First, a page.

She was also interested in motivation and based her dissertation on the work of Dr. Matina Horner. Dr. Horner found that women actually avoided success, which is something that Albino had struggled with. Her research made "a ripple" in a body of literature, which confirmed that the expectations of society could harm the ambitions of women at critical points in their lives. Her work even earned her a spot on the Phil Donahue Show. She was afraid, however, that if her work was popularized, it could detract from the seriousness of it. This was a concern for her as an assistant professor and the only woman faculty member in her department (Albino, 2001).

While she was in graduate school Albino met and married her husband Sal. They had two sons, Austin and Adrian, born in 1975 and 1977. Sal helped a lot with the children while she was finishing her education, so she didn't have to miss a single class. Later, when it was clear that her career was more demanding than his, he took on most of the childcare responsibilities. He became a life-long member of the PTA, the first male "room mother," coached the soccer team, and went to all of the swim team meets for their sons (Albino, 2001).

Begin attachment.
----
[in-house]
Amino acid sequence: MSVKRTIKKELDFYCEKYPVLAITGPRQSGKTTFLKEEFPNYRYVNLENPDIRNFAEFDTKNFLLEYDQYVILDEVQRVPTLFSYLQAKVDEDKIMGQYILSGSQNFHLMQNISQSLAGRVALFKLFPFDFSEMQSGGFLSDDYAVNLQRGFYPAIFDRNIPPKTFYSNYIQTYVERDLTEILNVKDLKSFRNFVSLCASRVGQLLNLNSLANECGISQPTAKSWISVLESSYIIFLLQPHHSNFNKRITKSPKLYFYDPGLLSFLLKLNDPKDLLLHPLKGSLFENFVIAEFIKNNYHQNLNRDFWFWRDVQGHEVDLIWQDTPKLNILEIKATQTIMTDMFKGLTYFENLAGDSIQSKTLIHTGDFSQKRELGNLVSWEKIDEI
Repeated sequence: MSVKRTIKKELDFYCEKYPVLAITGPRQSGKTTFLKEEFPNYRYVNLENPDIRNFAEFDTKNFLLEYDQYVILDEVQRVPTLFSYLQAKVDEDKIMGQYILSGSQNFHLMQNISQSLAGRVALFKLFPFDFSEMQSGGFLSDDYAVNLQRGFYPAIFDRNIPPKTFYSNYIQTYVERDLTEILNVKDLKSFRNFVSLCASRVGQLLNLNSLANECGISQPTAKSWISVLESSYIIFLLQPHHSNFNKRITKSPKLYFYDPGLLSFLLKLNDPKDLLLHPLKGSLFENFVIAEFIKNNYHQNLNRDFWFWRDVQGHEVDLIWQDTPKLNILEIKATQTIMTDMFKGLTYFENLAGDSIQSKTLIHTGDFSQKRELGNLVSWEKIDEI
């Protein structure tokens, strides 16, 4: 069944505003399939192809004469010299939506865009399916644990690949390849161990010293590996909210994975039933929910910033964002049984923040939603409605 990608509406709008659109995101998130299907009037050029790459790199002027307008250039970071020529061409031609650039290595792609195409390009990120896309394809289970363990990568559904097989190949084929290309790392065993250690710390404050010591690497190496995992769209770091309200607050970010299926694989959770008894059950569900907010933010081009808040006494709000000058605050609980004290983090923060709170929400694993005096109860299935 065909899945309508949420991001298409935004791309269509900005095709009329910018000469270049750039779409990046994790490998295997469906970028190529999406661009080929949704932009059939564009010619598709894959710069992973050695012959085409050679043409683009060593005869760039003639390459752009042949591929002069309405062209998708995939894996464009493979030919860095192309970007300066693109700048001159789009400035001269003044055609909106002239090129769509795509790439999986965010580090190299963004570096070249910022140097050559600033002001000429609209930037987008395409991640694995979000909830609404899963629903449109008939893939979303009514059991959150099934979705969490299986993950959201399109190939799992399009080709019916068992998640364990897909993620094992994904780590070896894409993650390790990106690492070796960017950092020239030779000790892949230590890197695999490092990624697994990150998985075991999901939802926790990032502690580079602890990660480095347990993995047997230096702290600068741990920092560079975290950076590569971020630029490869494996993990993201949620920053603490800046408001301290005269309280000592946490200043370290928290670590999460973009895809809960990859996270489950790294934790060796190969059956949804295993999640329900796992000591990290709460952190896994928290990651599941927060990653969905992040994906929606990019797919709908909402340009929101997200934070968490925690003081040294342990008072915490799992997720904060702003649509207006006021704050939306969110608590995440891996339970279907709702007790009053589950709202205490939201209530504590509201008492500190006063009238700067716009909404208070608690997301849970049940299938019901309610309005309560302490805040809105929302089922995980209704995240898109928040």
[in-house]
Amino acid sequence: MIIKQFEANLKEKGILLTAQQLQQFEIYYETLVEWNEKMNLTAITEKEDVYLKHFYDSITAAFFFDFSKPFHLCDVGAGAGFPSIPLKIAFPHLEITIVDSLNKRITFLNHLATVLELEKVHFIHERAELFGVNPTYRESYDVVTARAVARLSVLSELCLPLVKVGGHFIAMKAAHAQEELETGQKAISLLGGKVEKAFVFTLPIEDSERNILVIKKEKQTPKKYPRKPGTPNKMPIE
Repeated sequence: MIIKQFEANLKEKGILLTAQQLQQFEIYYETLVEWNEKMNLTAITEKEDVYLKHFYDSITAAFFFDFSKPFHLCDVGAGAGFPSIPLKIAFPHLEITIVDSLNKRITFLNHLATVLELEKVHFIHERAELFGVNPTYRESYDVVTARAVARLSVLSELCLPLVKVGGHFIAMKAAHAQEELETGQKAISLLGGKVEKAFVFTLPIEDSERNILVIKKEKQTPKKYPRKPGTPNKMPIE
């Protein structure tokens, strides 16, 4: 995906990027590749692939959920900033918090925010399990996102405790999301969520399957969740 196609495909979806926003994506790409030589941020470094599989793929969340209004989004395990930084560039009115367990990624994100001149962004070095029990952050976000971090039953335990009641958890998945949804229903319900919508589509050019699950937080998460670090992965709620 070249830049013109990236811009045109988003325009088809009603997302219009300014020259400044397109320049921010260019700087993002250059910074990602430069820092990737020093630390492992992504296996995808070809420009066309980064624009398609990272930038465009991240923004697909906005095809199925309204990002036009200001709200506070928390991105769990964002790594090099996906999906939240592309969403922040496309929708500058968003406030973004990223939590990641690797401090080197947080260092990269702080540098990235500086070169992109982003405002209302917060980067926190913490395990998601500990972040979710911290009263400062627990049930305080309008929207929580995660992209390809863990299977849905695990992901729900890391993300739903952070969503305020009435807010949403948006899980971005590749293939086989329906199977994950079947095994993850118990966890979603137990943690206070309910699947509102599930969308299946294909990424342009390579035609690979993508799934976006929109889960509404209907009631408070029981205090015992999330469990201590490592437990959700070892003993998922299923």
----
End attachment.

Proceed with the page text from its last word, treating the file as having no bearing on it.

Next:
When her husband was transferred to Buffalo, Albino took a position at the State University of New York in the School of Dental Medicine. The National Institute of Dental and Craniofacial Research supported her research program there, and she worked with other clinical colleagues to study several topics important to specialists in the field of dentistry. These topics included examiner reliability in assessing malocclusion, shared concerns in orthodontics and prosthodontics, as well as expectations of denture patients. Her research helped inspire several students to complete masters theses on the topic under her guidance (Albino, 2001).